President Donald Trump said Monday he's in no rush to respond to a coordinated attack that hit Saudi Arabia's oil industry over the weekend.Marketsread more
The price of oil could go sharply higher, depending on the duration of the disruption at Saudi oil facilities and whether there is a military response.Powering the Futureread more
Energy stocks, one of the worst-performing sectors this year, spiked Monday after an attack on Saudi Arabia's heart of oil production Saturday sent oil prices soaring.Marketsread more
The Saudi-led military coalition battling Yemen's Houthi movement said on Monday that the attack on Saudi oil plants was carried out by Iranian weapons and did not originate...Oilread more
"The United States military, with our interagency team, is working with our partners to address this unprecedented attack and defend the international rules-based order that...Politicsread more
Crude oil's spike following attacks on Saudi Arabia's energy supply has experts weighing whether or not the gains will last.ETF Edgeread more
Traders in the fed funds futures market on Monday were pricing in a 34% chance that the Fed will stay put on rates.The Fedread more
Gas prices could rise by about 20 cents per gallon "starting tomorrow," oil analyst Andy Lipow says Monday.Oil and Gasread more
Some operators are cashing in on the CBD craze by substituting cheap and illegal synthetic marijuana for natural CBD in vapes and edibles such as gummy bears, an AP...Health and Scienceread more
Attack on Saudi oil facilities shows that 'risk is real', Chevron CEO Michael Wirth said on CNBC's "Closing Bell" Monday.Marketsread more
J.P. Morgan's chief quant says oil prices would start to hurt stock prices when they hit the $80 to $85 range.Market Insiderread more
Apple will make its first shows available on Nov. 1 in 100 countries and regions and offer its family subscription for $4.99 per month, CEO Tim Cook announced. The company is offering a free year of Apple TV+ to customers who buy a Mac, iPhone or Apple TV, Cook said.
The ad-free subscription service, Apple TV+, was originally announced at Apple's press event in March. Apple brought out a slew of celebrities to introduce its star-studded slate including Oprah Winfrey, Reese Witherspoon, Jennifer Aniston, Steve Carell and Steven Spielberg. At the time, Apple said all of its original content would be available in its Apple TV app across iPhones, iPads, Macs and Apple TV boxes. It will also be available on third-party hardware like smart TVs and Roku devices.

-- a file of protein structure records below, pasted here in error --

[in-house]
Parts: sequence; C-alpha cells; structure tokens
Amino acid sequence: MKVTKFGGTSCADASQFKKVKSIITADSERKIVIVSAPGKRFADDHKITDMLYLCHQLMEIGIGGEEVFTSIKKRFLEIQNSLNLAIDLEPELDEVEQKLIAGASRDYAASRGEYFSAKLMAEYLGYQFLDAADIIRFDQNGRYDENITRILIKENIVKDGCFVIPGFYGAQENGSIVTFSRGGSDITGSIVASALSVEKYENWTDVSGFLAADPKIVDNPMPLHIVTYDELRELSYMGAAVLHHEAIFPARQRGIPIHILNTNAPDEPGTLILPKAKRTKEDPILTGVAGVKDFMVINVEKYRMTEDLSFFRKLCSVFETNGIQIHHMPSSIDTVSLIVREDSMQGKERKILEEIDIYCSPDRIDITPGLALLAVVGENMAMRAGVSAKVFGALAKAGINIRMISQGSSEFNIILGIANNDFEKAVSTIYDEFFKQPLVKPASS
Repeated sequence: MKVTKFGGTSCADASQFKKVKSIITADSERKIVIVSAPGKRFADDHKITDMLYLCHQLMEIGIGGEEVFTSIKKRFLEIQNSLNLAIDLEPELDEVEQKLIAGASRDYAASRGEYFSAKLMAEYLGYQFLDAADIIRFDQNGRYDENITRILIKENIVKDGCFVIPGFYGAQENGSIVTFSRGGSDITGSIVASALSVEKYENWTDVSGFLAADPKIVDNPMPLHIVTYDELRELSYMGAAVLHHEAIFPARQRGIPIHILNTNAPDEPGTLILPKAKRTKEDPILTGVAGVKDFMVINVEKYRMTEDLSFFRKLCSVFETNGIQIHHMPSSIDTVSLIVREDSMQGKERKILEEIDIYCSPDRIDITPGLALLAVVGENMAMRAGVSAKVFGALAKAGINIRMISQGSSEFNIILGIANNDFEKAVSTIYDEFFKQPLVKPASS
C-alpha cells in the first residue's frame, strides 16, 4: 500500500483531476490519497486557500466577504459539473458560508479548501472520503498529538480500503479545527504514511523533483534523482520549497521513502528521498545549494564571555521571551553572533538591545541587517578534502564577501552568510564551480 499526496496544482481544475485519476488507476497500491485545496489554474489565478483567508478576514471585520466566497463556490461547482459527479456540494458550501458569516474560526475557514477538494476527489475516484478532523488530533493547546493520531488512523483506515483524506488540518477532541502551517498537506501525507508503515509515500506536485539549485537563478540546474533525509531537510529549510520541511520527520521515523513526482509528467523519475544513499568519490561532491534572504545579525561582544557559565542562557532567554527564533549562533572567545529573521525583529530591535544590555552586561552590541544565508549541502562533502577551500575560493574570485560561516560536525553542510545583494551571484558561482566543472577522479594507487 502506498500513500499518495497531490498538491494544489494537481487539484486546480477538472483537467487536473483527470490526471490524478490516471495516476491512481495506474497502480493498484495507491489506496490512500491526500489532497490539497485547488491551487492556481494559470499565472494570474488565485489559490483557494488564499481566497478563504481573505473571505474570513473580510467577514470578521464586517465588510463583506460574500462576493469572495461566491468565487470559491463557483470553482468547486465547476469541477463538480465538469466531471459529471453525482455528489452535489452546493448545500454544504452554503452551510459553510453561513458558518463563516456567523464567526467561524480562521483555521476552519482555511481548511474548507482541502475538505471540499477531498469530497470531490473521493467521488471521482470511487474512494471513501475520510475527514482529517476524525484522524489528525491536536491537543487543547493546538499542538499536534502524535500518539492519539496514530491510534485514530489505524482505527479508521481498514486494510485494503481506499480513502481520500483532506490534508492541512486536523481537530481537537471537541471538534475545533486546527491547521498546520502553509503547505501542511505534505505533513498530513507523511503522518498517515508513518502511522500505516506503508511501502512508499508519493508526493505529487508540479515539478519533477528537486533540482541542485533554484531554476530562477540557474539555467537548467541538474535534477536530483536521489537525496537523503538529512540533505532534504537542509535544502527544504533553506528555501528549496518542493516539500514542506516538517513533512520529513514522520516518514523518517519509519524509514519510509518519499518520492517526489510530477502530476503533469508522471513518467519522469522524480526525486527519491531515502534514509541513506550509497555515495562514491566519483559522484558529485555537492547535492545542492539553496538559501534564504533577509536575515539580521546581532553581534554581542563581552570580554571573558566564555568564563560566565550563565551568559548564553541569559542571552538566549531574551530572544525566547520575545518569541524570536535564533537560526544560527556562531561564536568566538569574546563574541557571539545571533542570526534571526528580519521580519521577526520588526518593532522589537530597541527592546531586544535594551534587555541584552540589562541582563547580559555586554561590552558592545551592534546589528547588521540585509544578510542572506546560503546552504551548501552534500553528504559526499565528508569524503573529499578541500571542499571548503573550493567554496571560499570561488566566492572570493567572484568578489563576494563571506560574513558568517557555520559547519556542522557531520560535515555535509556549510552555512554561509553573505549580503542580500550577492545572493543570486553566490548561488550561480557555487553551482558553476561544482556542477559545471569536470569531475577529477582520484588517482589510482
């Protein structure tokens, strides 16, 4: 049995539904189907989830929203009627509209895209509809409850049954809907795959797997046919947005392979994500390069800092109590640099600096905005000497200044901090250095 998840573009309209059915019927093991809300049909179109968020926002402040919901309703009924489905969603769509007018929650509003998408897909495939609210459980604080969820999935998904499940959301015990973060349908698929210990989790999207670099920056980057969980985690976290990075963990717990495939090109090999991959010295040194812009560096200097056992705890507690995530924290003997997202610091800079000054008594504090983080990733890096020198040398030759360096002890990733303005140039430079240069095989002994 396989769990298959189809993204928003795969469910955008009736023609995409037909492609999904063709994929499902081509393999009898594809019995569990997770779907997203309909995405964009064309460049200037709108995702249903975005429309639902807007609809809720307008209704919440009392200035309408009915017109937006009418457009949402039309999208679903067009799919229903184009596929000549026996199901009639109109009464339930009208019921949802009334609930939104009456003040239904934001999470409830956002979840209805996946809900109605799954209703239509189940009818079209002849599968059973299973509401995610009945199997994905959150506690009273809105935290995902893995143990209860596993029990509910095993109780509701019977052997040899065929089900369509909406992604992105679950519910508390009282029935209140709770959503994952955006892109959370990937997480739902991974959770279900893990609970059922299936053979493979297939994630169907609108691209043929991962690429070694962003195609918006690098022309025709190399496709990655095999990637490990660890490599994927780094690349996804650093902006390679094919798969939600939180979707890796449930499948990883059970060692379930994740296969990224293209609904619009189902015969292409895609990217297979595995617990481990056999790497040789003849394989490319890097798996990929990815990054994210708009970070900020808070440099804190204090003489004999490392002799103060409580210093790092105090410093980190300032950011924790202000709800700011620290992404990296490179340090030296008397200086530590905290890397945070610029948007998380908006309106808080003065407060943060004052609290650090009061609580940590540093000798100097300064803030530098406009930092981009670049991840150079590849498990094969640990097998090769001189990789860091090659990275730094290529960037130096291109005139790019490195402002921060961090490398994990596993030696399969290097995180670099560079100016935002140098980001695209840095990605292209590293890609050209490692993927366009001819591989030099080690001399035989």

The introduction to Apple TV+ comes as Apple has begun to shift its narrative from being the iPhone company to being a services company that can generate predictable, recurring revenue through subscriptions. While Tuesday's event does focus on new gadgets including an iPhone update, it's also training investors to understand the allure of its new subscription products.
Apple has spent heavily to beef up its content slate, according to recent reports. The company has spent over $6 billion on original TV shows and movies for the service, The Financial Times reported last month. But the company has also had some stumbles along the way. The company recently decided to drop an adapted drama series starring Richard Gere, Variety reported last week.
The company will be just one of several new players in the increasingly hot streaming space, joining Disney, AT&T's WarnerMedia and Comcast-owned NBCUniversal. It will take on others that have established their roles already, including Netflix, Amazon and Hulu.
Disclosure: Comcast is the owner of NBCUniversal, parent company of CNBC and CNBC.com.